A review of Walter W. McMahon, Higher Learning, Greater Good: The Private and Social Benefits of Higher Education (Johns Hopkins University Press, 2009).
Higher education, despite being declared a priority by federal and provincial governments, is under severe financial pressure and facing increasing competition for public dollars. The challenge to Canadian higher education is not only the real possibility of seeing public funding decrease while student numbers are going up but also of finding funding being ever closer tied to what is perceived to be ‘useful’ programs and research. With escalating costs and increasing enrollment but no new public money, there is pressure to commercialize higher education further, through increasing tuition fees, investing an even larger share of research dollars to sectors seen to provide the best economic return, and linking higher education and research more strongly to the private sector. Some argue for a further move in the direction of privatization, while others argue that what is required is more public funding. Thus, it is not surprising that there is a growing interest in the private and social benefits of higher education and discussion of who should pay for what. Professor McMahon’s book, Higher Learning, Greater Good: The Private and Social Benefits of Higher Education is central to this debate. While focusing on higher education in the U.S. much of what he discusses is highly relevant to the Canadian policy debate. According to McMahon, the three core questions we need to answer while considering higher education policy are:
1. What are the new needs of higher education in a modern globalized economy. Stated differently, what should the higher education’s mission be when considering the race between the contribution of research creating new knowledge and the need by the population at large to acquire skills necessary to keep up?
2. What is the level of total investment in higher education by both private and public sources that is economically efficient for growth and broader developments?
3. Has the degree of privatization of higher education gone too far to be economically efficient in serving the greater good?
In answering these questions the author seeks to influence policy as well as the field of the economics of education. The book presents a perspective on human capital theory that attempts to account more fully for the total private and social market and non-market benefits of higher education — and their total costs. The author skillfully helps the reader understand how a lack of accurate information about these benefits negatively affects both private and public investments in higher education resulting in market failures. So, for example, recent privatization trends tend to neglect the value of the non-market private and social benefits of education, a neglect which results in an external as well as internal distortion in the allocation of funds. One way this happens is through an undervaluation of the contributions of academic research where patents are not possible. We seldom reflect on how fields like law and political science through their impact on civic institutions have significant indirect effects on future growth and development. The same goes for fields such as English and mathematics. As McMahon explains, if the contribution of these fields to growth were more adequately measured, it would most likely lead to their getting more attention and support and result in a smaller distortion of academic priorities. The author also draws attention to another source of distortion, the lack of understanding of the value of private non-market benefits, which are relevant to an efficient private investment by students and their families.
The author manages to present economic theory in such a way that non-economists can appreciate what such a perspective brings to the discussion about higher education. The reader becomes aware of how education makes private contributions beyond one’s income by affecting family health, children’s cognitive development, as well as happiness and longevity. The reader is enlightened about how “efficiency” includes the externalities involved in serving the public good, including both internal efficiencies relating to unit cost and how well the outcomes relate to social benefits expected by society. This may sound abstract, but it forces us to consider what balance in the degree of privatization is optimal. Thus, if the social rate of return (measured properly) is found to be higher than the average return obtainable from other investments (or on other uses of tax funds) then more should be invested in higher education, if society is to be economically efficient in achieving faster economic growth and development. The author also provides insights into how better to interpret the rising costs of higher education. So, for example, contrary to common belief, the increases in investment costs in the U.S. have been lower than generally understood. While institutional costs have gone up considerably, there has been only a marginal rise in foregone earning, which makes up about half of the total costs.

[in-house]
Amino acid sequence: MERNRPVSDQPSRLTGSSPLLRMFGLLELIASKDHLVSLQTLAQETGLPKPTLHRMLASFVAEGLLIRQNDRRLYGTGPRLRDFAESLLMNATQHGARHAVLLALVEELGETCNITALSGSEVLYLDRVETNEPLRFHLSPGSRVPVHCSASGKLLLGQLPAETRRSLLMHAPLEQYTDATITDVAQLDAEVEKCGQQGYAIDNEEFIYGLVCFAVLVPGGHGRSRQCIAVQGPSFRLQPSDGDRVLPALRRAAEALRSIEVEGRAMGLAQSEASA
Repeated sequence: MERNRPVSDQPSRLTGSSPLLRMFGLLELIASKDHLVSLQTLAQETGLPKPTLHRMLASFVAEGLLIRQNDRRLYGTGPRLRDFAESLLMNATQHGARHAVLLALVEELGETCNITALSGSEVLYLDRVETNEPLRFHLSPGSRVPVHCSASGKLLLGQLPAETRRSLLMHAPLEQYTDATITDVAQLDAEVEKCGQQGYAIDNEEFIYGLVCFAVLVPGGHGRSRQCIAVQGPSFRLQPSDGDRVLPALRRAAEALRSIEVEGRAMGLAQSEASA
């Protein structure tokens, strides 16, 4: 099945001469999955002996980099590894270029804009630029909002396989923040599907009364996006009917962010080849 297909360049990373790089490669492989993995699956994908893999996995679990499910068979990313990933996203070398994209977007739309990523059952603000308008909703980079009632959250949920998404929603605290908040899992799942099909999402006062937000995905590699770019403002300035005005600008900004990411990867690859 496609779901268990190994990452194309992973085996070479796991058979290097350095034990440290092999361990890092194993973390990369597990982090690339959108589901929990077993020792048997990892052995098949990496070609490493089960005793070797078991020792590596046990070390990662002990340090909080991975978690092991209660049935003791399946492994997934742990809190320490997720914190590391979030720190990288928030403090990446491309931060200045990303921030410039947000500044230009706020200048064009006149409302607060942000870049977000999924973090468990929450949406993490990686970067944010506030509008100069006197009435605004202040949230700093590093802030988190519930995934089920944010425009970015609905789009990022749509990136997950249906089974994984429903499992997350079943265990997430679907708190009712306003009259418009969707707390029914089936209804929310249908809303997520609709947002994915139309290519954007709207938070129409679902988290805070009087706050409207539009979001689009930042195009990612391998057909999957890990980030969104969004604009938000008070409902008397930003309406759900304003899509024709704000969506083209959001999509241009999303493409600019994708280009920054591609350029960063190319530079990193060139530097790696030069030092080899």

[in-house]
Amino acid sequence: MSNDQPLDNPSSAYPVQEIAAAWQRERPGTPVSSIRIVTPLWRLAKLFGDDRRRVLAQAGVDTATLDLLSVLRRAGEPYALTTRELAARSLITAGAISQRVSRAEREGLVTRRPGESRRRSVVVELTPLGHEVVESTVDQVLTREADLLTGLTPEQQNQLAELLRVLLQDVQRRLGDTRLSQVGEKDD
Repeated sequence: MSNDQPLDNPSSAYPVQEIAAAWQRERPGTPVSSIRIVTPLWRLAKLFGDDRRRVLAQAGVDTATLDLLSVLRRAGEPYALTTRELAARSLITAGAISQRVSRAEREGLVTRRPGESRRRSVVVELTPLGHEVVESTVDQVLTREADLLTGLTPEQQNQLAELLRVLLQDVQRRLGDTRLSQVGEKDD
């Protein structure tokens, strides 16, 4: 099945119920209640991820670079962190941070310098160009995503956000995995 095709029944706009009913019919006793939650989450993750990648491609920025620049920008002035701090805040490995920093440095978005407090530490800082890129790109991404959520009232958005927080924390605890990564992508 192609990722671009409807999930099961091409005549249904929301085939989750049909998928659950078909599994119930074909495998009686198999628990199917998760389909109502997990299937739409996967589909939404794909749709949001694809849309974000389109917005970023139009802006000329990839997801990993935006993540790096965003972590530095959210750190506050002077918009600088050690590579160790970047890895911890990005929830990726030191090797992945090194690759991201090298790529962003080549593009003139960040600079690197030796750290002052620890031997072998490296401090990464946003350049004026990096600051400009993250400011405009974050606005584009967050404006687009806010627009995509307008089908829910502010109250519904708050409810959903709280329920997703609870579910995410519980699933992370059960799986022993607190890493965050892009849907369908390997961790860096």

McMahon draws several far-reaching conclusions regarding the present financing of higher education in the U.S.A. For example, the data on social rates of return strongly suggest that investment in human capital through higher education have, for quite some time, been below optimum and that there is more under-investment in higher education than commonly believed. He argues that issues around access, affordability, accountability/quality, and privatization (perhaps also skill deficit) have a common underlying major cause — funding. In contrast to what is sometimes suggested in the sociological literature, he finds little or no basis for suggesting that there is a skill surplus in society. According to the author, the increasing education of custodians, bus drivers, farmers, doctors, researchers, and others is not over-education. Instead, it is the higher productivity of the human capital skills embodying the new technologies that raises the demand for these skills in relation to their supply, as their productivity is recognized by the employers and market. In support for this argument, he offers data showing that earnings of college graduates in comparison to high school graduates have grown significantly since 1980 and showing the rapid increase in jobs that require two- or four-year college degrees. On this point, it would have been worth noting that widening income gaps have been fueled more by an actual decrease in salaries paid to high school graduates than increases paid to those with a college degree.
More convincing is his evidence about the private non-market as well as social benefits of higher education. According to estimates, the total per-year value of the private, non-market benefits for a bachelor’s degree is as high as $38,080 for each additional year. This represents 78 per cent of the earning increments for the average male and 122 per cent for the average female. This figure is higher than previously estimated, which can be explained by the inclusion of a fuller set of non-market benefits. The author points out that as private non-market benefits tend to play little importance in students’ or their families decision to invest in higher education’, they are highly likely to under-invest.